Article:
Oral Presentation Session
Reviewed by: Anthropology and Environment Society
Of interest to: Practicing and Applied Anthropologists, Teachers of Anthropology in Community Colleges, Students
Primary Theme: Environment and Environmental Inequality
Secondary Theme: Resilience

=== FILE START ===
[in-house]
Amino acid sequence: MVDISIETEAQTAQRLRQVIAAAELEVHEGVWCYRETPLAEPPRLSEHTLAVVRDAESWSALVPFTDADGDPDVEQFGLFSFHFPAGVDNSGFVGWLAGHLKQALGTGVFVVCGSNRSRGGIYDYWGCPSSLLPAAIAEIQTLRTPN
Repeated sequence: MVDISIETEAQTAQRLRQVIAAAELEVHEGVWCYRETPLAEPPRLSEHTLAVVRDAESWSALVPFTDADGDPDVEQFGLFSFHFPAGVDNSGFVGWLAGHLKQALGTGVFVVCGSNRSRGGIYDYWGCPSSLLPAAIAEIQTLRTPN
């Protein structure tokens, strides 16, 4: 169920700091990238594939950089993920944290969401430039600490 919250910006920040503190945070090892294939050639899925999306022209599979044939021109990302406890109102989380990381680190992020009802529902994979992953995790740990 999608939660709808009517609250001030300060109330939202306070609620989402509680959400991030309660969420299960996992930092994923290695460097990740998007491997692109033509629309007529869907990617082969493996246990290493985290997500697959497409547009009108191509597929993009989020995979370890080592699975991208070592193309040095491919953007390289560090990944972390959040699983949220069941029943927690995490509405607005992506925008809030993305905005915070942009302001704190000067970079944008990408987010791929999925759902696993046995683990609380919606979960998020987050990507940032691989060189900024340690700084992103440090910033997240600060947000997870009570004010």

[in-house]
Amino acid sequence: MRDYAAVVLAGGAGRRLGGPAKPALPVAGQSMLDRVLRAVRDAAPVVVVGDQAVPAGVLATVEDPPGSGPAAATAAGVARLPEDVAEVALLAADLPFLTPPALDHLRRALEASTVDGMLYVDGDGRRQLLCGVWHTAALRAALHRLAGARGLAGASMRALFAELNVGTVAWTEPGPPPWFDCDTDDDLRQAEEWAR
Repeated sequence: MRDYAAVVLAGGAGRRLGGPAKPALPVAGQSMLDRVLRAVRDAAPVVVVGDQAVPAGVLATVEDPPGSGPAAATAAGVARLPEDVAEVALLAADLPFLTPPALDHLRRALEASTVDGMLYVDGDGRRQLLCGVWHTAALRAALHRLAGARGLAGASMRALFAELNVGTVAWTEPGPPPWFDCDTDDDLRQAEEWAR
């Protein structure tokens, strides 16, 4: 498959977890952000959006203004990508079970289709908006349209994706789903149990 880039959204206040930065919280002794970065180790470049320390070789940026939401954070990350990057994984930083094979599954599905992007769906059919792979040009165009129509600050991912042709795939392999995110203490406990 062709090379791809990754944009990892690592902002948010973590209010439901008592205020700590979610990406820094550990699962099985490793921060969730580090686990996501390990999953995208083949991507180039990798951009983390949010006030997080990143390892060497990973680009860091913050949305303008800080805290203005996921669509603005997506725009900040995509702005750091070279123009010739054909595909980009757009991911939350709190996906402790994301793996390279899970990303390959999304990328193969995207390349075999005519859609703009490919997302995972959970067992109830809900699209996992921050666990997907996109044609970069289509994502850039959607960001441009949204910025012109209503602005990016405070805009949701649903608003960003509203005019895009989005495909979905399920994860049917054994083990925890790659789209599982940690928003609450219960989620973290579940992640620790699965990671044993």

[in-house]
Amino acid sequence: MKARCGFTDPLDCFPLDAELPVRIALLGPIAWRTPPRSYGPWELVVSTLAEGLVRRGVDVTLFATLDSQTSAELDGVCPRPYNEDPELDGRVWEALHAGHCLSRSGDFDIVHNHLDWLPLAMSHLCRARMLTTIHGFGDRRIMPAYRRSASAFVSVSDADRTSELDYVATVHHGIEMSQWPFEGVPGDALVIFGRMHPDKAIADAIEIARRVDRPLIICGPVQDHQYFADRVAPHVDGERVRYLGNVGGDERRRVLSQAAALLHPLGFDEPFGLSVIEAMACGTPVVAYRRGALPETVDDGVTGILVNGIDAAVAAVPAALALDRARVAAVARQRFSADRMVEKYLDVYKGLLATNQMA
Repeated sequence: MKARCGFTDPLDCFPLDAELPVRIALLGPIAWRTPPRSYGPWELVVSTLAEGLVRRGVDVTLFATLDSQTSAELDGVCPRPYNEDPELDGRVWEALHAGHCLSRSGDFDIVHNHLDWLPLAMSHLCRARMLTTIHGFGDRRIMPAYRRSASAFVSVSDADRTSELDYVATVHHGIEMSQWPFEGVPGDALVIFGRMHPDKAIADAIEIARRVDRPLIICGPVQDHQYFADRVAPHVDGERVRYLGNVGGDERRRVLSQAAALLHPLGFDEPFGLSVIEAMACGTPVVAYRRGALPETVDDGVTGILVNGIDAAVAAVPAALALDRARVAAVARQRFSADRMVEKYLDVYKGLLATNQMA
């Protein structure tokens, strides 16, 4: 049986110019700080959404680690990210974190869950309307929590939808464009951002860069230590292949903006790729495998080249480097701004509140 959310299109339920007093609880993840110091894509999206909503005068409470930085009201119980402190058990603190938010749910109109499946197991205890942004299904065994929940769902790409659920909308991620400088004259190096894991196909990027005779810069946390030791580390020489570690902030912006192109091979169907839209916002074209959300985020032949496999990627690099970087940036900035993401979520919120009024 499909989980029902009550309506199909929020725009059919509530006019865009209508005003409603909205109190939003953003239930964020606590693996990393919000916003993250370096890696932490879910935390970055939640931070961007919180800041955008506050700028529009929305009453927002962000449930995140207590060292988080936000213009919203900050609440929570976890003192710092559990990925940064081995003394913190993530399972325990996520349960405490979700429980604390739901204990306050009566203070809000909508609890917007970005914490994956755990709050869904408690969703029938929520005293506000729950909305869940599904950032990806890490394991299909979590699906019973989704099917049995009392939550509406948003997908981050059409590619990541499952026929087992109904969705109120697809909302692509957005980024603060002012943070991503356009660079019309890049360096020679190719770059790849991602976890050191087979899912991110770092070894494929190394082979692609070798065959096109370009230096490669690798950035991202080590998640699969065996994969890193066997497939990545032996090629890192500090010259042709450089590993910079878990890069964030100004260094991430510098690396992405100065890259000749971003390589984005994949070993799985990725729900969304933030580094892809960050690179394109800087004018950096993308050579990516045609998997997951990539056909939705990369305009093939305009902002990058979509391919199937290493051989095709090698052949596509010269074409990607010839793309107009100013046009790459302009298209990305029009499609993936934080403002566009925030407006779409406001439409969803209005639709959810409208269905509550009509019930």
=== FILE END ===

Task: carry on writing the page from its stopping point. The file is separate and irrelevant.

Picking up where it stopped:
Hurricane Katrina in 2005 and Hurricane Sandy in 2012 amplified the political will for innovation in resilience and adaptation planning as to avoid being left to pick up the pieces post-disaster. Philanthropic-public partnerships, design competitions, green infrastructure, and relocation have all been at the center of conversations aimed at reimagining urbanized and industrialized coastal space. This panel explores how we might apply the analysis of Neil Smith (1996) and other critics of uneven development and gentrification as we understand the social relations, political processes, and cultural expressions implicated within resilience planning in coastal regions. Empirical studies of how official resilience and adaptation planning might reproduce racialization and oppression are beginning to emerge. In his review of resilience, Roberto Barrios (2016) likens the use of the term with the apolitical logics that have driven development, dispossession, and structural violence around the globe for over half a century. Melissa Checker (2011) examined processes of environmental gentrification in New York City, while others have demonstrated the long history of indigenous adaptation to environmental change which has been continuously encumbered by colonial projects of erasure and containment (Maldonado et al. 2015, Whyte 2016). Hardy et al. (2017) advance a notion of "colorblind adaptation" whereby risk reduction professionals ignore the ways that race, and racism, is literally built into the landscapes within which they work, and Elizabeth Marino (2018) points to the problematic realities of ethnocentrism in adaptation policy and programs, using "adaptation oppression" and "adaptation privilege," as heuristics to encourage future work on ideologies of adaptation. This panel builds on these critiques to examine the classed, racialized, gendered, and colonial politics of climate adaptation and resilience planning and policy in coastal contexts of New York City and Louisiana—two places where there has been an enormous amount of experimentation in resilience planning over the last ten years. We ask the following questions: What particular processes related to the institutionalization of resilience or environmental adaptation enable the expansion of racial capitalism and patriarchal heteronormative white supremacy? How do these moments differ from other manifestations of disaster capitalism, and how do these processes affect different people and communities differently? Where is there hope of promoting and producing more egalitarian social relations and a more just adaptation to the environmental changes of our time? And what is the role of anthropology moving forward?